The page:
The moment I heard about the tradition of the Welsh lovespoon, I was captivated. Overcoming my fear of rejection has always been such a challenge for me, a lesson I keep coming up against again and again in my life, so I decided to start carving a lovespoon. My heart recently came back online after a long depression following a very abusive relationship that ended two years ago last week, and I thought this would be a great way for me to show my feelings for someone special I had met and one day, if the time ever felt right, go out on a limb.
I poured my heart into this little piece of wood that was given to me by an ancient sequoia tree I have growing near my place, and I felt like it guided my hand to carve what has turned out to be a bittersweet life lesson for me, one that was rejected before it has been finished…
Which leads me to the reason for this post - I don’t know what is supposed to be done with a rejected lovespoon, one that was rejected sight unseen before it was completed, with the intended recipient unaware of it. Should I keep working and complete it? Then do I keep it myself? Can I give it to my dad since it seems to make him a lot happier than it makes me? Should I wrap it up and put it in my birth mom’s old jewelry box somewhere out of sight? Is there any tradition at all for what happens to a rejected lovespoon?
Thanks in advance, and sorry if it was T.M.I.
Ah, Sasha…you would honor both the sequoia’s gift to you and the step that your soul has moved on to through the dark journey by completing the work. You started with a wounded heart reaching for completion-give the spoon fulfillment from your heart and keep it as a token of your wandering toward readiness.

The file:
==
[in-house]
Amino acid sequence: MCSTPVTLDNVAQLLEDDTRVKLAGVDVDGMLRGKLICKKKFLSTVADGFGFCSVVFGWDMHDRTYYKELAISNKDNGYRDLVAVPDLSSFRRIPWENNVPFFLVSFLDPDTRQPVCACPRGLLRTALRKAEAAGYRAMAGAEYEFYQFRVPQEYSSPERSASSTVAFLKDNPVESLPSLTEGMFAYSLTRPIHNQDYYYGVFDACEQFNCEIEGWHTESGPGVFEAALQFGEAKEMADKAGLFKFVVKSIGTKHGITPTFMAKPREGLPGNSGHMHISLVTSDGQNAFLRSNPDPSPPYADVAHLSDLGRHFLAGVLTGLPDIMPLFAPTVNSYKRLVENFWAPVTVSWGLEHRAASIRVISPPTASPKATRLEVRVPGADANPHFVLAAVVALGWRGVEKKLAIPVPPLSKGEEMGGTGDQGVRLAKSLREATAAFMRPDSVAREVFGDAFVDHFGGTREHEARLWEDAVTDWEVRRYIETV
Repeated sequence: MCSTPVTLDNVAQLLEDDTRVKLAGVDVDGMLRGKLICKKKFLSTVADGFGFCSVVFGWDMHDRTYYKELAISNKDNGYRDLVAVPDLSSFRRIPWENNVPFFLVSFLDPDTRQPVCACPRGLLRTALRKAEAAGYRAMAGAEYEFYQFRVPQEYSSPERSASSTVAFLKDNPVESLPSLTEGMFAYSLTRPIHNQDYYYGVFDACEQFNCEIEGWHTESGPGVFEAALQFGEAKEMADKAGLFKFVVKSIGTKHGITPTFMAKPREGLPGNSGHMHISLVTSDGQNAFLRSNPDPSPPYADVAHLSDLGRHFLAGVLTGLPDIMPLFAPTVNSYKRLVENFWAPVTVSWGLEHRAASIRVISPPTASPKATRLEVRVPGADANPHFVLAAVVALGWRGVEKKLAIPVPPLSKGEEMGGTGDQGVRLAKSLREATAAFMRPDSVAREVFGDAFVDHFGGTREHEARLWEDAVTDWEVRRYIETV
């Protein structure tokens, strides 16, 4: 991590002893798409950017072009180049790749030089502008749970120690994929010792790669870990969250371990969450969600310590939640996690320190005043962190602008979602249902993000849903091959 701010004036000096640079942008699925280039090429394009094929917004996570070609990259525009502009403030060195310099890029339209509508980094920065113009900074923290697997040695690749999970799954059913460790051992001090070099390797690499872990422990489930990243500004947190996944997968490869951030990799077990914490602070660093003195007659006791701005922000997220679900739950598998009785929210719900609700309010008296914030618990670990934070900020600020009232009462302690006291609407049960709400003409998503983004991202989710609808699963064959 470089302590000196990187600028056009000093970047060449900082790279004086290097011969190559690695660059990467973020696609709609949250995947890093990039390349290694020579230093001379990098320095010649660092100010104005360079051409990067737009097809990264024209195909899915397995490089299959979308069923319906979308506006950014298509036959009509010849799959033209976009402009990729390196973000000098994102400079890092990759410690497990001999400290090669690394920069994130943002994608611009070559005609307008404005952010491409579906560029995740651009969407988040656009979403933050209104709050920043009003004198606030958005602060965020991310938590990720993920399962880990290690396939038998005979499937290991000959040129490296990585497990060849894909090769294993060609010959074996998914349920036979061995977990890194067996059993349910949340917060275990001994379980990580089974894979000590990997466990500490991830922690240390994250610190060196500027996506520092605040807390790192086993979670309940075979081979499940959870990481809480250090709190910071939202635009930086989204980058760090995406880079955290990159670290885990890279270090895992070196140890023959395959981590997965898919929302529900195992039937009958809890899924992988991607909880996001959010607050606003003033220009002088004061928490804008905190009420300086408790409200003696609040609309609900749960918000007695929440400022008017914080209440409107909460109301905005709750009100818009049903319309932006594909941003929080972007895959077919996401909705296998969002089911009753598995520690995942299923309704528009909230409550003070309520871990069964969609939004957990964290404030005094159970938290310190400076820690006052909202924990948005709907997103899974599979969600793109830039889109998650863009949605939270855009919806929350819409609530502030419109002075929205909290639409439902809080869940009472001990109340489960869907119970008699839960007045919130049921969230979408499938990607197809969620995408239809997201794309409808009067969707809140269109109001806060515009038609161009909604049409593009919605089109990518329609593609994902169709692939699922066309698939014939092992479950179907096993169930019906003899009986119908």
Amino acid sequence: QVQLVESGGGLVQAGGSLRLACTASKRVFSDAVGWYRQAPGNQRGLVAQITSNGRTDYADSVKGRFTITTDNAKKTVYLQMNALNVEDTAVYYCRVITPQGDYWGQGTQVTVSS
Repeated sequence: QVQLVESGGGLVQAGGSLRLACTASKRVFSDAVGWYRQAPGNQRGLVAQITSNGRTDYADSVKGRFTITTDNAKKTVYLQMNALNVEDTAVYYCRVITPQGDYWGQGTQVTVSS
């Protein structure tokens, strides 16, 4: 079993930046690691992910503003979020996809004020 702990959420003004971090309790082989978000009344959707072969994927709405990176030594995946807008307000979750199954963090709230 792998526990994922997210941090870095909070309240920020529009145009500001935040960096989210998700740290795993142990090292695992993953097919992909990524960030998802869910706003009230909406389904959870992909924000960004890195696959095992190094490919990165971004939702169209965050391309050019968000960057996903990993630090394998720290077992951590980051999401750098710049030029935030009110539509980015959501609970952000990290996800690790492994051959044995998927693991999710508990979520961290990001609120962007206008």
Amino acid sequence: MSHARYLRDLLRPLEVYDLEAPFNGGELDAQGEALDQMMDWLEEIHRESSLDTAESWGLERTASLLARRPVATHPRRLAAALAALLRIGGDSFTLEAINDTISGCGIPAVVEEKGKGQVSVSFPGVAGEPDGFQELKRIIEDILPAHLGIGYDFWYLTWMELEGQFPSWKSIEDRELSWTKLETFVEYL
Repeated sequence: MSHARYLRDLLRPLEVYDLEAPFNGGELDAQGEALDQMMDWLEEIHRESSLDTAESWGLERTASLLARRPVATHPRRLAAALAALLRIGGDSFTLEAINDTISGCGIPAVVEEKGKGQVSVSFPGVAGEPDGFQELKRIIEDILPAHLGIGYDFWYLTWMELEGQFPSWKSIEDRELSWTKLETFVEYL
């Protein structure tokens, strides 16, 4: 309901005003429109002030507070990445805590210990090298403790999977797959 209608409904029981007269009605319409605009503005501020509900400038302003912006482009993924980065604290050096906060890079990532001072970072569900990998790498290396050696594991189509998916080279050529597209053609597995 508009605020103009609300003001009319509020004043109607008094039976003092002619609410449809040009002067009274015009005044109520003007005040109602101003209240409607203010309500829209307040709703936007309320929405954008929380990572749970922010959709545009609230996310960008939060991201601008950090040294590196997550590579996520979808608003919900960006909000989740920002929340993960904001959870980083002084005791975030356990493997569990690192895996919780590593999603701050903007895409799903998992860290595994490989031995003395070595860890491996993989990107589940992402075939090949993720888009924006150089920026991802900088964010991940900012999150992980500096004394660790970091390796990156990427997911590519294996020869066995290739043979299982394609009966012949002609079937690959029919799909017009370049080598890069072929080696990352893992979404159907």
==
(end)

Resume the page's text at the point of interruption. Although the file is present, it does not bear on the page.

Your spoon looks to me like an expression of a journey from a hollow to a full heart with polishing and ornamentation yet to be imprinted by you as the wood speaks to your hands through your readying heart.
Your readiness wasn’t rejected. Your spoon was not known. Love yourself first, and from that love spooning will come in its time.
Don’t reject it Sasha, it’s beautiful even in an incomplete state - which holds true for humans to, since I think we all have stages in our lives where we feel anything but ‘complete’ but we still possess beauty, some outside, some inside, some lucky few both.
Whether you decide to keep carving or to leave it as it is, the heart you have put into it is already more valuable than you might appreciate right now. You can certainly give it to your dad and you will get pleasure from his pleasure at receiving it.
I don’t know of any traditions for rejected lovespoons and I’m not even going to look for any - this is not a rejected lovespoon, it’s a symbol of hope for a brighter future that you are creating by making it. Please don’t let that be hidden away.
Thank you Sean and Siaron for your thoughtful and moving replies. I knew I couldn’t find a better group of people to ask this question to, but you’ve truly gone above and beyond what I had hoped for when I posted my lovespoon to the forum before going to sleep last night. I awoke to find your responses this morning and what a way to start the day, with your words of encouragement!